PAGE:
'Embedded Systems Programming'.
I ran into all the problems you mentioned when getting translations
for our product which used a 96x48 pixel display and our own proportional
fonts. We 'solved' (if I can say that with a straight face) our
problems with the following strategy.
I wrote a PC app that had access to a database containing the
strings, field specifications, and font specifications. This program
presented the translator with the English string and the space
available (width and number of lines) As the translator entered
the translation, the program kept a running total of space used
so the translator could try different combinations to get the
best translation that would fit the available space.
Also, I made arrangements with the translation agency to have
the translators come to our site to do the translations. This
gave the translators a chance to ask questions and get clarifications
quickly. We had about 540 words and phrases to translate and each
translation was done in one 8 hour day. We are still in the review
process, but the quality of the translations has been very satisfying.
We did have to pay a little extra but it was money well spent.
Not all agencies were willing to do this. Several agencies turned
us down because "they don't work that way". It requires a degree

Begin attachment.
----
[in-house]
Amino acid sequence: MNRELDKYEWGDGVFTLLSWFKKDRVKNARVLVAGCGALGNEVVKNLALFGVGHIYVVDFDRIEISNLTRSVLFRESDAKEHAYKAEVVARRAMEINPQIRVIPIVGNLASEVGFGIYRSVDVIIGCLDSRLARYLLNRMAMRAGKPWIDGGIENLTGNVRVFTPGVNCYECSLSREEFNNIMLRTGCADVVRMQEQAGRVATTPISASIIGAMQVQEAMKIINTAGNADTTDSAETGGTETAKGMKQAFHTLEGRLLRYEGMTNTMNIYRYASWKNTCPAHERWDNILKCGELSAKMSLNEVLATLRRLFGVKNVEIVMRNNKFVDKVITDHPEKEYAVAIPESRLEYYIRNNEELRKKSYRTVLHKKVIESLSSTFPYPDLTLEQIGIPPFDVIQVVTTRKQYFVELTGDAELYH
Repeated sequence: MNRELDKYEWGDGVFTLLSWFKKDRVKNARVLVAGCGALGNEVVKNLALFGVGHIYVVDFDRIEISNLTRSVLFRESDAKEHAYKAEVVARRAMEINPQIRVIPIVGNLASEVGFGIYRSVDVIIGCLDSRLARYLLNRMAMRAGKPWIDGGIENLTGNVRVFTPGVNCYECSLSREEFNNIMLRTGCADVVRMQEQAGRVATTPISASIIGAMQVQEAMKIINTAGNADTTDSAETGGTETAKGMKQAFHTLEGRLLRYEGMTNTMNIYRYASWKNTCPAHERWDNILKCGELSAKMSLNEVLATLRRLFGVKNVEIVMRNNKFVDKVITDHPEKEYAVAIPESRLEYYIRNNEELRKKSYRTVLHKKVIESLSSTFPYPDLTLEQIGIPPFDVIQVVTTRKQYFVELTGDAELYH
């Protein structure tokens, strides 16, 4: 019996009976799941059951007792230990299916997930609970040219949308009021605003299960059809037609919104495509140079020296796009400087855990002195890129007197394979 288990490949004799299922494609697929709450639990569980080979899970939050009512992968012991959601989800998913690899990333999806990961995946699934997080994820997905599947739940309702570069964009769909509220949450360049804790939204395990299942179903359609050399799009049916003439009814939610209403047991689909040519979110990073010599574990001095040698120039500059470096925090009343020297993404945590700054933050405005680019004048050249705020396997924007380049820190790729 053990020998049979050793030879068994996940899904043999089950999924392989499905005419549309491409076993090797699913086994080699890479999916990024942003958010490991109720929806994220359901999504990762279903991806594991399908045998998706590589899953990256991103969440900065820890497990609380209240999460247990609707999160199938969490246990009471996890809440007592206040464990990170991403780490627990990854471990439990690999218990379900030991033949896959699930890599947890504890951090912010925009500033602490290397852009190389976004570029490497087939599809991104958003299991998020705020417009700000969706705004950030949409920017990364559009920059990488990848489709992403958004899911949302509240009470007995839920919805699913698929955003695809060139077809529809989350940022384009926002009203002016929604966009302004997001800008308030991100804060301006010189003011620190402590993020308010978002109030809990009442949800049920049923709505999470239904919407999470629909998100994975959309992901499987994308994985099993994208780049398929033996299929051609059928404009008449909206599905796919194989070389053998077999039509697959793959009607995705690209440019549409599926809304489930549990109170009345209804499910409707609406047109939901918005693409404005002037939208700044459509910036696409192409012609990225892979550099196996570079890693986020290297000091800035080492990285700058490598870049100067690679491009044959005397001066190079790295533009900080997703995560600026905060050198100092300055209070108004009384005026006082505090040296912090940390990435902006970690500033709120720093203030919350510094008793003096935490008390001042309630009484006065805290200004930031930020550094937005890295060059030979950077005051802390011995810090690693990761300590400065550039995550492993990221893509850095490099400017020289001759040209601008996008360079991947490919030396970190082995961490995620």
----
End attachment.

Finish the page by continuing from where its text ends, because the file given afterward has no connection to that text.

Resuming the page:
of trust that the agency will supply quality people, and that
you won't subsequently attempt to cut the agency out.
After having done it this way once, we will never do translations
any other way.
Mobile Communications Design Center
SY Wong gives an interesting, if not very directed, response
which visits topics as diverse as programming language choice
and architectures of various bit-widths. The mail follows:
Your language articles in ESP touched a subject of much interest
to me. There were about 20000 Chinese characters in the authoritative
Kwanshi dictionary named after the emperor that commissioned the
work. I dare say a 4000-character set can include the English,
Latin, most commonly used Chinese words/characters plus the very
useful original IBM PC character set of 1980. No more than 16
escape characters can cover the entire ISO 8859 standard.
A bit of history. There never was any reason that computer word
lengths need by powers of 2 or divisible by 8. The 8-bit was originated
by the STRETCH super computer project at IBM in the 50s. The 64-bit
word length was both powers of two and divisible by 8. The 12-bit
column on IBM cards may have similarily influenced the IBM 701
and 704 with 36-bit word size prior to STRETCH. About that time,
I also designed a 36-bit machine as specified by the funding agency
that used Teletype I/O with 6-bit codes which may have influenced
the choice of word-length. The two address (4k words) instruction
included a 12-bit command code. I next designed a 48-bit machine
for the Navy to control displays. 48 bits was chosen because it
is divisible by large number of sub-groups. It was sawed in half
for a drone control system with 24-bit words. CDC later made similar
48- and 24-bit machines commercially. Even earlier, the Institute